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The International Space Station partners have endorsed plans to continue the development of the Gateway, an outpost around the moon that will act as a base to support both robots and astronauts exploring the lunar surface.
The Multilateral Coordination Board, which oversees the management of the Space Station, stressed its common hope for the Gateway to open up a cost-effective and sustainable path to the moon and beyond.
The announcement comes after several years of extensive study among space agencies who have developed a technically achievable design. The partnership includes European countries (represented by ESA), the United States (NASA), Russia (Roscosmos), Canada (CSA) and Japan (JAXA).
"We are getting ready, together, to send humans farther into the Solar System than ever before. The lunar Gateway is the next big step in human exploration and we are working to make Europe a part of it," says David Parker, ESA's human and robotic exploration director.
NASA's Orion spacecraft will transport astronauts to the Gateway. Orion is powered by the European Service Module, which will give the crewed vehicle a final push to inject it into translunar orbit.
The White House’s fiscal year 2020 budget request for NASA proposes to delay work on an upgraded version of the Space Launch System and would transfer some of that vehicle’s payloads to other rockets.
The proposal, released by the Office of Management and Budget March 11, offers a total of $21.02 billion for the space agency, a decrease of $480 million over what Congress appropriated in the final fiscal year 2019 spending bill signed into law Feb. 15.
A major element of the proposal is to defer work on the Block 1B version of the SLS, which would increase the rocket’s performance by replacing its existing Interim Cryogenic Propulsion Stage with the more powerful Exploration Upper Stage. The budget “instead focuses the program on the completion of the initial version of the SLS and supporting a reliable SLS and Orion annual flight cadence,” the OMB budget stated. The first SLS/Orion mission, without a crew, is now planned for the “early 2020s,” according to the budget, an apparent slip from the planned 2020 launch of Exploration Mission (EM) 1.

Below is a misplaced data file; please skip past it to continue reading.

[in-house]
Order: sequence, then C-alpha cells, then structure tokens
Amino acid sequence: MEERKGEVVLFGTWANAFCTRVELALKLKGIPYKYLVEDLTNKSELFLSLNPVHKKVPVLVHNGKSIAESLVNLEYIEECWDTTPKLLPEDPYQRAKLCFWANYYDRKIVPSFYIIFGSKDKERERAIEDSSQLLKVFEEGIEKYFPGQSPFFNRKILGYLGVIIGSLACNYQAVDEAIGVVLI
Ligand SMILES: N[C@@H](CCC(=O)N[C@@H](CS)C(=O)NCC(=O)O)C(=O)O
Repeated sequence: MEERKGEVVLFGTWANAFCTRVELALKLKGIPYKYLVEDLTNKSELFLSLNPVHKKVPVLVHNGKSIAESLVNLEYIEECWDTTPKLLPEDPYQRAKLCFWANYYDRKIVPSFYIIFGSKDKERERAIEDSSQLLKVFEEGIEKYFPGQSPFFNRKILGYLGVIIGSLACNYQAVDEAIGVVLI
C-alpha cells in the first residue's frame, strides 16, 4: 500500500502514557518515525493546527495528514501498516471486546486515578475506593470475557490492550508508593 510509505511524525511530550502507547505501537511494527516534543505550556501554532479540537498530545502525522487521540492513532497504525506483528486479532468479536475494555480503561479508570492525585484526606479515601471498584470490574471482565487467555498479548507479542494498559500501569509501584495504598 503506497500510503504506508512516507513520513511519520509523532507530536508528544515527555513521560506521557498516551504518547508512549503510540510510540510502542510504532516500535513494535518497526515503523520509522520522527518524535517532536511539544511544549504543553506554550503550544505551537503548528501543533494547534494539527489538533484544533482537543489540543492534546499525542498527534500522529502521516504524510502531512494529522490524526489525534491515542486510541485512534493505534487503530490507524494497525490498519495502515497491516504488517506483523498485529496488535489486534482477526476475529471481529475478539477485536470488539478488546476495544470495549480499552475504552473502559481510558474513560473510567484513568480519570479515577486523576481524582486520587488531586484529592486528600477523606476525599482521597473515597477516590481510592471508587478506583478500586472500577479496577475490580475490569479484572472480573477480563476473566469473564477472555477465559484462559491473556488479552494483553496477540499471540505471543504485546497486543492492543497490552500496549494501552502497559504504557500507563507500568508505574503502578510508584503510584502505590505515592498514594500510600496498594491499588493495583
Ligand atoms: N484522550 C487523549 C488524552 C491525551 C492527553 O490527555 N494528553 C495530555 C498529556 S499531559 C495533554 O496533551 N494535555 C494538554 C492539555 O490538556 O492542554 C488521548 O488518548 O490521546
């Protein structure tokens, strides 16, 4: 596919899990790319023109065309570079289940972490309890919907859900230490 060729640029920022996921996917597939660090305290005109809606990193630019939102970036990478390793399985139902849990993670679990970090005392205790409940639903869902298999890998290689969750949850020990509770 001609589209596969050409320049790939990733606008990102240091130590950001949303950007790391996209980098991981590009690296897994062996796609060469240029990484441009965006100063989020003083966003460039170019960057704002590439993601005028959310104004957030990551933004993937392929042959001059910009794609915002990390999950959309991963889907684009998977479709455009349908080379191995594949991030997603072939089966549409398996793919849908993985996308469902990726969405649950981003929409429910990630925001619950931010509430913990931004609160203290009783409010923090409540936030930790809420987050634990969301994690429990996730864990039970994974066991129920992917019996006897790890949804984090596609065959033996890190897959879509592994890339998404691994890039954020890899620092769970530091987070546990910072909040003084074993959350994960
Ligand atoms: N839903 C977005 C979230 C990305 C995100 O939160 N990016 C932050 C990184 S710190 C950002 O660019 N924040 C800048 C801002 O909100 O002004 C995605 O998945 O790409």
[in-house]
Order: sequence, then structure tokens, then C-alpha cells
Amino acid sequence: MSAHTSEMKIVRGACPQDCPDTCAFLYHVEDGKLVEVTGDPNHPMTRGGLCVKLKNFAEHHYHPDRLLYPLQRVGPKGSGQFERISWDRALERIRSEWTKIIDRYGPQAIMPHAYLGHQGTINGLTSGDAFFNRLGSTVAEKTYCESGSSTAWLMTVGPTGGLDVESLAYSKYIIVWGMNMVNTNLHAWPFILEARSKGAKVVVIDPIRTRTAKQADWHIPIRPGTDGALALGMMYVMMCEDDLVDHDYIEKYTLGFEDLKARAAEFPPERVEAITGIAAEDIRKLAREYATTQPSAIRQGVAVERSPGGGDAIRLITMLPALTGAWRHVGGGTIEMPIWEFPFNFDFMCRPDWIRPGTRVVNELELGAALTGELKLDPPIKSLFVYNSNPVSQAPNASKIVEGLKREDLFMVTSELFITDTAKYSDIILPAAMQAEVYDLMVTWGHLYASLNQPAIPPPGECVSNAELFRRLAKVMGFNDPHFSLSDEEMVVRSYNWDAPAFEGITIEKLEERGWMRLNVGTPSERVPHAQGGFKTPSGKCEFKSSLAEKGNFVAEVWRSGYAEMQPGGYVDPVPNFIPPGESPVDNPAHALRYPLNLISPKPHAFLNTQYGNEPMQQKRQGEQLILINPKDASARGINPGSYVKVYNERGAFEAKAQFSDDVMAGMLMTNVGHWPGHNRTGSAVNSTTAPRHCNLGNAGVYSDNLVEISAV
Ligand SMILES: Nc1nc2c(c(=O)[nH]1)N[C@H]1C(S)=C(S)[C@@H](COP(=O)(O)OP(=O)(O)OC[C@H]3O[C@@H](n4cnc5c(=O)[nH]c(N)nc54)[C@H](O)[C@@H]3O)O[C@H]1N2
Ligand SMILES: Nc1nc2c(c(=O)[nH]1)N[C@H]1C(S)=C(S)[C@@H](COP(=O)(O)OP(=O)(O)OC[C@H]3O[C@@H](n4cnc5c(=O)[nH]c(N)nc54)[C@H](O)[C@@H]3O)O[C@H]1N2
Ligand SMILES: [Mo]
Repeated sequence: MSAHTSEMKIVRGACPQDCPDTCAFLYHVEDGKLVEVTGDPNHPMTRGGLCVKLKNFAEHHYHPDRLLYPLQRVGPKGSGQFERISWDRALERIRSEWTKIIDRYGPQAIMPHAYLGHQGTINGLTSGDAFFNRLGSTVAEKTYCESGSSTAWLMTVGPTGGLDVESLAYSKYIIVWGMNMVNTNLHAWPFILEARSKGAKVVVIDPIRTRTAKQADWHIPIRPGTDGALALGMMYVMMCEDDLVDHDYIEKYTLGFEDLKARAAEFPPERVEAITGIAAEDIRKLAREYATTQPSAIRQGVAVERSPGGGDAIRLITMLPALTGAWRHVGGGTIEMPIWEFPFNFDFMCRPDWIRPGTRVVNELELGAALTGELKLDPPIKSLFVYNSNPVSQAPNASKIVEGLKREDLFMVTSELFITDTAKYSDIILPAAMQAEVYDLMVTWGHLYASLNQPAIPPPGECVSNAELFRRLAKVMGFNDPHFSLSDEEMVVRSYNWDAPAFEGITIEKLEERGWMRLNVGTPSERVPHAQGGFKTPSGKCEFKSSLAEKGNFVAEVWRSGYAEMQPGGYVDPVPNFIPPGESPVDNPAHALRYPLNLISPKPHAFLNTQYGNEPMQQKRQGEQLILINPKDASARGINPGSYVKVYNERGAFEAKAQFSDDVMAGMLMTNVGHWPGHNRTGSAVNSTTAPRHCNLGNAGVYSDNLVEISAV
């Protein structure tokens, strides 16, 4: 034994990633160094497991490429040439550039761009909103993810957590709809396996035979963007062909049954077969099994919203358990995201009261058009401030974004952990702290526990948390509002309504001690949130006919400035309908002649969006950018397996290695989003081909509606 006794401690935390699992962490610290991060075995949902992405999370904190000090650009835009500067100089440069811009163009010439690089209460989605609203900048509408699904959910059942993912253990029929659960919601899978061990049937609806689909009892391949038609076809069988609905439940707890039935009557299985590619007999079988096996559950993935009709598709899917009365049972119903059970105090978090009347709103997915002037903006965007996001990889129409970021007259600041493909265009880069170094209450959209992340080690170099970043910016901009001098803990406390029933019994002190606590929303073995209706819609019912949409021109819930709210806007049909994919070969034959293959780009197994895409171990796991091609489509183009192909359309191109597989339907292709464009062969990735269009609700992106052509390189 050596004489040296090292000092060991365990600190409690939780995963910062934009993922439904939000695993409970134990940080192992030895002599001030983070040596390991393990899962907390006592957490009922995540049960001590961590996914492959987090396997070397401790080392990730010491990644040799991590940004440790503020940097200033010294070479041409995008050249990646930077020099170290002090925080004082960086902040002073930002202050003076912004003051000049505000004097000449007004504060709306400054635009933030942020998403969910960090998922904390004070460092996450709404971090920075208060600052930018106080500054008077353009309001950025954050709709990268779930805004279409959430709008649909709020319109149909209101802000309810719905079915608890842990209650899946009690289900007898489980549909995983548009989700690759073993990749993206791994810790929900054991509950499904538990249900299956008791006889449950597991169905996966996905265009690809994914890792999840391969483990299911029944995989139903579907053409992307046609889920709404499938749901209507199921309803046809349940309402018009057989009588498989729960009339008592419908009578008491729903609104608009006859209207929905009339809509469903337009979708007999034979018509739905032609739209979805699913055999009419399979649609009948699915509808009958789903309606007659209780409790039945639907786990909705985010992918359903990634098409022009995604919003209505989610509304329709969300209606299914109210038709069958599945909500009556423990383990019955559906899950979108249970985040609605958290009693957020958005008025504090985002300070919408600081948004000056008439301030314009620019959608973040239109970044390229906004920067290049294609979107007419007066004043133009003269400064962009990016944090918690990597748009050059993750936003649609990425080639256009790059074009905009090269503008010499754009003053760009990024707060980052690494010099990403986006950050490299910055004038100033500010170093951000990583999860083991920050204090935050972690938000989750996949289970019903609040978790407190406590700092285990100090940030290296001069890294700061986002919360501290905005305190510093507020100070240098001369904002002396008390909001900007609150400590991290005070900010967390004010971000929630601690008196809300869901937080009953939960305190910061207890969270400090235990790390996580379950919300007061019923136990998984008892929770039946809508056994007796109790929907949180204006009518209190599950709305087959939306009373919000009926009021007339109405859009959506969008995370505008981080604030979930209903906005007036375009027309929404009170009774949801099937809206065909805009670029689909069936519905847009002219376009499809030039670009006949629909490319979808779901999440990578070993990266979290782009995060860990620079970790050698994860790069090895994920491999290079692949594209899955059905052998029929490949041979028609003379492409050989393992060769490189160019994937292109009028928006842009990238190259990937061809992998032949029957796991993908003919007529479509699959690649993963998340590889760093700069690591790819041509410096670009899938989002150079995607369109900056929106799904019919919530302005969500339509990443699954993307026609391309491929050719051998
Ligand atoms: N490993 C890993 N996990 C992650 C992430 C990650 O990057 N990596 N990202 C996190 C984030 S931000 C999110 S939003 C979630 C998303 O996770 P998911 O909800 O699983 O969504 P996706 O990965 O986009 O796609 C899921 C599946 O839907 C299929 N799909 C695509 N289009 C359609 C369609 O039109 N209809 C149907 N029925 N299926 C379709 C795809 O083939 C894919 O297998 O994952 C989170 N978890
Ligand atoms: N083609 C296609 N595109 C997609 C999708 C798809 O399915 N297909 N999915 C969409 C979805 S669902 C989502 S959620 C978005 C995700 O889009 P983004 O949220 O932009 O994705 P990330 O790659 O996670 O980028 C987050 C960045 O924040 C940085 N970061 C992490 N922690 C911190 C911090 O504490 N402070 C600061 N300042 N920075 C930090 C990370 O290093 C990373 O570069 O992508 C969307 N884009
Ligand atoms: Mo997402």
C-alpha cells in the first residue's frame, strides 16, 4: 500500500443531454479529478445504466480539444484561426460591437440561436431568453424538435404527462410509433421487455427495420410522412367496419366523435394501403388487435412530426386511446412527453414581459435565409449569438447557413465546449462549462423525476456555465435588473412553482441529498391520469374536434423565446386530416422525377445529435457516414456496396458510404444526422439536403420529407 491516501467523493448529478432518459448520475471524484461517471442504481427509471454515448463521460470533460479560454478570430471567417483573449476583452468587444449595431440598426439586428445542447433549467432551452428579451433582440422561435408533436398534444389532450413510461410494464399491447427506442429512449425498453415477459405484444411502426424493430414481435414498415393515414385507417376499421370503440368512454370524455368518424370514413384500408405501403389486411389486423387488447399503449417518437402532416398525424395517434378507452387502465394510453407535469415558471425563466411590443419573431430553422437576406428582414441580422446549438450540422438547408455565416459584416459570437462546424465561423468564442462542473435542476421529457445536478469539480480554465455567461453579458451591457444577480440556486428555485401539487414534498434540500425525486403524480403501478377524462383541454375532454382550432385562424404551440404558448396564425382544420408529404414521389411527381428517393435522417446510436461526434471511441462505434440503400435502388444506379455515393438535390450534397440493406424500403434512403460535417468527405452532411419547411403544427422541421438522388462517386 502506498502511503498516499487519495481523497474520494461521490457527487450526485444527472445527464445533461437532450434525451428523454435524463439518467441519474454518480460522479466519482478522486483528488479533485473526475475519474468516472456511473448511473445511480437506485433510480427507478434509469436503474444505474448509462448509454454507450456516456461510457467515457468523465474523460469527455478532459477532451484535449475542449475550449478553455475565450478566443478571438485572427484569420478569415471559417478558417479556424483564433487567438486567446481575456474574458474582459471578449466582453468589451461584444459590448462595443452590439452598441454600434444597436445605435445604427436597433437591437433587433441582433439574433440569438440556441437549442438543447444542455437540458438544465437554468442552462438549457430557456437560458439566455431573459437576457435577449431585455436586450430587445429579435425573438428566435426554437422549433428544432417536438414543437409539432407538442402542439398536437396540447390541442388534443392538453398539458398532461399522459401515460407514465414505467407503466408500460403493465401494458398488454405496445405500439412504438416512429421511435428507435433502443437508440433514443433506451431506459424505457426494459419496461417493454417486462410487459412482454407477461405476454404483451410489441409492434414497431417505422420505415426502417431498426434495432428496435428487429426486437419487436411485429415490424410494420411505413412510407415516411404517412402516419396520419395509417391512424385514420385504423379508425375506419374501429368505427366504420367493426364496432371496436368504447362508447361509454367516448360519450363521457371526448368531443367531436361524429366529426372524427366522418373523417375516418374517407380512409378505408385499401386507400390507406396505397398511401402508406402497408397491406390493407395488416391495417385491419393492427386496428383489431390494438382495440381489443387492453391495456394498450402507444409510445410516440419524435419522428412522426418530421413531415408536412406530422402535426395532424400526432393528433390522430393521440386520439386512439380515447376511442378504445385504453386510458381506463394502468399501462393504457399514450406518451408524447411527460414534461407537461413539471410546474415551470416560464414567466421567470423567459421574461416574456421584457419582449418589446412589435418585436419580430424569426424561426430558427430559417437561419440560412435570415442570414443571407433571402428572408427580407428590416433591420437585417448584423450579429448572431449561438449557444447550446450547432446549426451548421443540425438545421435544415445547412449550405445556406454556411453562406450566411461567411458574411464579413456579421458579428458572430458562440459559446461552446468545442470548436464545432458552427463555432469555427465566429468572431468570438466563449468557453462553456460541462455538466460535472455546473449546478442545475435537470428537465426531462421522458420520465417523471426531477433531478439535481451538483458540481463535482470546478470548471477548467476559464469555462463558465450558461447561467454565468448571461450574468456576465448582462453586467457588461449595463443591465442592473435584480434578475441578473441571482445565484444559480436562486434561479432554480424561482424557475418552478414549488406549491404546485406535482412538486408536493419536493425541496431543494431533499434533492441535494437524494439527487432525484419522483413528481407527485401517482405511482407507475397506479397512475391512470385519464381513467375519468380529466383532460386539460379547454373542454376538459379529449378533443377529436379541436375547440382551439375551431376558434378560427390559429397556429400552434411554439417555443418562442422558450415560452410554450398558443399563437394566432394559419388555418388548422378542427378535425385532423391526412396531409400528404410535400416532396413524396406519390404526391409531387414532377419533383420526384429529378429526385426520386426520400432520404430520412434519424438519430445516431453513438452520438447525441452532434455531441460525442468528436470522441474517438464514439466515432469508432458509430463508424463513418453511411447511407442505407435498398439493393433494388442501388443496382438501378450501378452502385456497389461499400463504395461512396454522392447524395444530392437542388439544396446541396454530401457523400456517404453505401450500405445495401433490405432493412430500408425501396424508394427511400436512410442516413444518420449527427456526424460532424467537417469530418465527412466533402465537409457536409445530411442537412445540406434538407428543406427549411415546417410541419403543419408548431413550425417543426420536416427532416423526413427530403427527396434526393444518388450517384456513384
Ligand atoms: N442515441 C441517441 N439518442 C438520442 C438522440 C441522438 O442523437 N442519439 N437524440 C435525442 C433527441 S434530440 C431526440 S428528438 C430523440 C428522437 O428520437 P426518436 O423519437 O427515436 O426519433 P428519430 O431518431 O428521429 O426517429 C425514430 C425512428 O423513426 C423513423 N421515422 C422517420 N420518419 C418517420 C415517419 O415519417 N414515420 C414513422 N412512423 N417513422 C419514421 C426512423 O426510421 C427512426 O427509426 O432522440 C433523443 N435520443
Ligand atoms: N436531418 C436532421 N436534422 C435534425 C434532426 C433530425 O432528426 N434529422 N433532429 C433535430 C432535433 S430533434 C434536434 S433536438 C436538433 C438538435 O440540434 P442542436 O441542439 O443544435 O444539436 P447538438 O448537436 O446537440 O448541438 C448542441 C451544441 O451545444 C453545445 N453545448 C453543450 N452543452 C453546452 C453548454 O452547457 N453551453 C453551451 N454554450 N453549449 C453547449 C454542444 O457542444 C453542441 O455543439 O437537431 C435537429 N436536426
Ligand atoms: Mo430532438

The Gateway’s structure consists of two concentric inner rings fixed by four spokes to an outer ring. The two concentric rings make up the Lunar Gravity Area (LGA), where the station’s rotation provides a gravitational force equal to that of the lunar surface. The external inner ring – the LGA Habitation ring – is where habitation modules will be placed, which will consist of small rooms for guests.
The outer ring, known as the Mars Gravity Area (MGA), experiences faster rotation since it is further from the core. This results in an artificial gravitational force that is similar to what would be experienced on the surface of Mars. This area will have 4 or 5 decks and be where large modules that offer permanent accommodations will be located.
Part of the holdup is due to the fact that much of the lunar return architecture relies on two NASA vehicles that have been stuck in development for the last decade: a massive rocket called the Space Launch System and a crew capsule called Orion. NASA plans to use these vehicles to build parts of the Gateway and transport people to and from the new station. However, the SLS has yet to fly — the first demonstration mission planned for 2020 — and both programs have suffered numerous setbacks and schedule delays, making the future timeline of the Gateway uncertain.
The Gateway, which won't begin to be launched to lunar orbit until the mid-2020s, will orbit the moon and serve as a jumping off point for missions to the surface and later to Mars.
originally posted by: TEOTWAWKIAIFF
a reply to: lostbook
Funny enough, the article starts off saying "In December, 2017, President signed into order..." NASA's new directive to go back to the moon. As the article quote says, they are having rocket delays which throws any time line off.
Which shows how silly it is to mandate "Go back to the moon" only to have your budget slashed 2 years later.
originally posted by: TEOTWAWKIAIFF
The Orion rocket was to be the workhorse delivery vehicle.
Is there anything that can be done in space cheaper than it can on earth?
originally posted by: sapien82
a reply to: TEOTWAWKIAIFF
YEH so cool time to get up there and do some space mining !
makes me think of the belters in the expanse !